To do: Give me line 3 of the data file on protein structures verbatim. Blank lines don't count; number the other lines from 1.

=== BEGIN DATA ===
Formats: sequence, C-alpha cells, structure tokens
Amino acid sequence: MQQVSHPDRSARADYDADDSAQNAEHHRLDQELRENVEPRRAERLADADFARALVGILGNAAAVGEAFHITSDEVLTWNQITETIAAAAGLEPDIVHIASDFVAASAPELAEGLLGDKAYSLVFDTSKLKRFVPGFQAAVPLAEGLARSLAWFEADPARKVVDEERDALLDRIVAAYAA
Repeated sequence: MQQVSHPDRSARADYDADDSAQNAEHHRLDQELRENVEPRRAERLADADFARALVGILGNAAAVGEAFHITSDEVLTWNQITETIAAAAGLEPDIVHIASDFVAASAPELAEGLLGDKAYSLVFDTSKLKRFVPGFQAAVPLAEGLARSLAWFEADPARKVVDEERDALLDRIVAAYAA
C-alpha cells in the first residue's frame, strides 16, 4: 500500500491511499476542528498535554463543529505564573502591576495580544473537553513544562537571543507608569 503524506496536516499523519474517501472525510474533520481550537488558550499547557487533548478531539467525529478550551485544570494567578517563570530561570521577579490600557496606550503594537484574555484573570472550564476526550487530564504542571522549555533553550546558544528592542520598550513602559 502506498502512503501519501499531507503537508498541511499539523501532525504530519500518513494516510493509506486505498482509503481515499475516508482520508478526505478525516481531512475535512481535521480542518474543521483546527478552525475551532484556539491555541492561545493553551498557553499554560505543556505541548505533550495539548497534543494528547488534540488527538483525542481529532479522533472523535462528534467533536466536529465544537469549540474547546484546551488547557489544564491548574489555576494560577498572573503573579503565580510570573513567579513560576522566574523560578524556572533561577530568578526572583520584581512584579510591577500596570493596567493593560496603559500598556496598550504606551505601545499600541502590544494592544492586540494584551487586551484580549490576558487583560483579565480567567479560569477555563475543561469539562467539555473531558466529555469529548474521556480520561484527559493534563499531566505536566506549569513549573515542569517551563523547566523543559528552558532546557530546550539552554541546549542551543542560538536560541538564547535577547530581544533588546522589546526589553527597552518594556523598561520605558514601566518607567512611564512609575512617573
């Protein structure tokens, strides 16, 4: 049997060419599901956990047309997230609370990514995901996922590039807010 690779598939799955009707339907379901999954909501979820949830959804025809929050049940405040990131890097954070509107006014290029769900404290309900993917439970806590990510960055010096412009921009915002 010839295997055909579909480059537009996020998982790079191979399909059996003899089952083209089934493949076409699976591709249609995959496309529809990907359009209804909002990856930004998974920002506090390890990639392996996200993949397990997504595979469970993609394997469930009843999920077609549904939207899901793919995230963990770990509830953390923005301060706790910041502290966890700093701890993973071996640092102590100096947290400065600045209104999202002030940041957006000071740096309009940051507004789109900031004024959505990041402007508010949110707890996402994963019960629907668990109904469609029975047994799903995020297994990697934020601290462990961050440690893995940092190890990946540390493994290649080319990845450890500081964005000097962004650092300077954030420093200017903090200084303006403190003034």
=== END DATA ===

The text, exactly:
Repeated sequence: MQQVSHPDRSARADYDADDSAQNAEHHRLDQELRENVEPRRAERLADADFARALVGILGNAAAVGEAFHITSDEVLTWNQITETIAAAAGLEPDIVHIASDFVAASAPELAEGLLGDKAYSLVFDTSKLKRFVPGFQAAVPLAEGLARSLAWFEADPARKVVDEERDALLDRIVAAYAA